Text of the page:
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This article has been peer reviewed. It is the author’s final published version in Romanian Journal of Internal Medicine, Volume 57, Issue 3, September 2019, Pages 220-232.

The published version is available at Copyright © Murphy et al.


A significant workforce shortage of urologists available to serve the US population has been projected to occur over the next decade. Accordingly, much of the management of urologic patients will need to be assumed by other specialties and practitioners. Since primary care physicians are often first evaluate common urologic complaints, it makes sense that these physicians are in an excellent position to intervene in the management of these patients when appropriate. One of the most common complaints in urology is voiding dysfunction. The incidence of voiding dysfunction increases with age, with conservative estimates showing that over 50% of elderly patients suffer. Despite this high prevalence and its negative impact on quality of life, however, few seek or receive treatment, as many do not readily disclose these impactful yet personal symptoms. We sought to summarize the typical presentation, evaluation, assessment and therapeutic options for both male and female patients presenting with voiding dysfunction.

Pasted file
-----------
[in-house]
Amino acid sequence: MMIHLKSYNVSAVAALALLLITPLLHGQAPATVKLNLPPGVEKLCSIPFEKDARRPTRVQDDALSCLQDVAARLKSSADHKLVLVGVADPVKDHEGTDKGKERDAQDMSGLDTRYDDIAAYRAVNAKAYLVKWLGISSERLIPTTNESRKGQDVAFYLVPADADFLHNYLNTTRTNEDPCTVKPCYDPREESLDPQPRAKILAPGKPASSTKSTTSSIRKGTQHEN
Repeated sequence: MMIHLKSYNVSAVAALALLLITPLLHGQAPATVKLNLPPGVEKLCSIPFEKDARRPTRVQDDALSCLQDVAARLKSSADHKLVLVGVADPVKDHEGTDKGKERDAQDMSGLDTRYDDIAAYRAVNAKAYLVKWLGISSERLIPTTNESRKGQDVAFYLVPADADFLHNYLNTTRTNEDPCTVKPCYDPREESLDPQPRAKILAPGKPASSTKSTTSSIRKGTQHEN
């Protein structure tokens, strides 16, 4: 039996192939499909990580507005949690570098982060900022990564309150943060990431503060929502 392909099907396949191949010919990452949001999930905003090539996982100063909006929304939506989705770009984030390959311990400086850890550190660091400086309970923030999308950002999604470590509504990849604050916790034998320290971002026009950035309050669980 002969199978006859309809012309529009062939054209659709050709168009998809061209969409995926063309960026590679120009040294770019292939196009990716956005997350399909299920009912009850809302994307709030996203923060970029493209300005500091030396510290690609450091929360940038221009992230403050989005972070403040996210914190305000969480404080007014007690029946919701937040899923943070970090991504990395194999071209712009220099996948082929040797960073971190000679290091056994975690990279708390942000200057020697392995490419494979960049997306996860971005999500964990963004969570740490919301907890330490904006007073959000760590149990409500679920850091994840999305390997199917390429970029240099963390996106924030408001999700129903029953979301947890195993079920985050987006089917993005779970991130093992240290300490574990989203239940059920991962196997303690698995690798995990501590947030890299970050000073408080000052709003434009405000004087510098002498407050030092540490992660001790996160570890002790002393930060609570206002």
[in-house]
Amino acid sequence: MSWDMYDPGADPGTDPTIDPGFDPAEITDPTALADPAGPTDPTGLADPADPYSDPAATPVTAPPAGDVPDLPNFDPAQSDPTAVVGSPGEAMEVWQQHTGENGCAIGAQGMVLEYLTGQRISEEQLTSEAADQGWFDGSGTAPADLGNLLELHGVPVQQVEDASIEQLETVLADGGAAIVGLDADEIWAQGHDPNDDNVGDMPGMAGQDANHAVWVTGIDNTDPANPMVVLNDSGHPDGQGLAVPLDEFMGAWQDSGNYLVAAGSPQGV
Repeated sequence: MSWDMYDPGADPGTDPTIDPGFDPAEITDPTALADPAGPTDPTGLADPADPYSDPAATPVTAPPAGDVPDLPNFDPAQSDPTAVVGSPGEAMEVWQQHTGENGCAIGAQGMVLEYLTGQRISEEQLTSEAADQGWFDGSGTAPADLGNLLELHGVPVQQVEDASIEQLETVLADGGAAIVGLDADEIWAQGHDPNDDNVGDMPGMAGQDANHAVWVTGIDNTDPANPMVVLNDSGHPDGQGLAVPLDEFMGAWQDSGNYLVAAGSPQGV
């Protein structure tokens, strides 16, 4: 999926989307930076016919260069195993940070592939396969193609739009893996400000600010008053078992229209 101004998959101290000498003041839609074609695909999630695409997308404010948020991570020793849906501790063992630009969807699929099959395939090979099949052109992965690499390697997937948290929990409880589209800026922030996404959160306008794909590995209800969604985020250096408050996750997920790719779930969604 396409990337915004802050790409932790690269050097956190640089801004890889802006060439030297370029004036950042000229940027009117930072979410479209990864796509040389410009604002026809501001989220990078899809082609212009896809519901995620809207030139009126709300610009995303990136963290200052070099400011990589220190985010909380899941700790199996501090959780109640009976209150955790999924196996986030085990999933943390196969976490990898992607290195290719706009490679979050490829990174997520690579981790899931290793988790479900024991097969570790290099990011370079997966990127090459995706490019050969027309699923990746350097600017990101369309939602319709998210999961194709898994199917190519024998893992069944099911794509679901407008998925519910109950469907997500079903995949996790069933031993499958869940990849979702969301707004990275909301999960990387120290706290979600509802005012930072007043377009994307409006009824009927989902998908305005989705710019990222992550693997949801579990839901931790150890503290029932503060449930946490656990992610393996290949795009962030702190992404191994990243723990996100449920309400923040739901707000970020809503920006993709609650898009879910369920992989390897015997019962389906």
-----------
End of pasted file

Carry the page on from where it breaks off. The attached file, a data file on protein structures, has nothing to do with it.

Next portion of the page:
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This work is licensed under a Creative Commons Attribution-Noncommercial-No Derivative Works 4.0 License.

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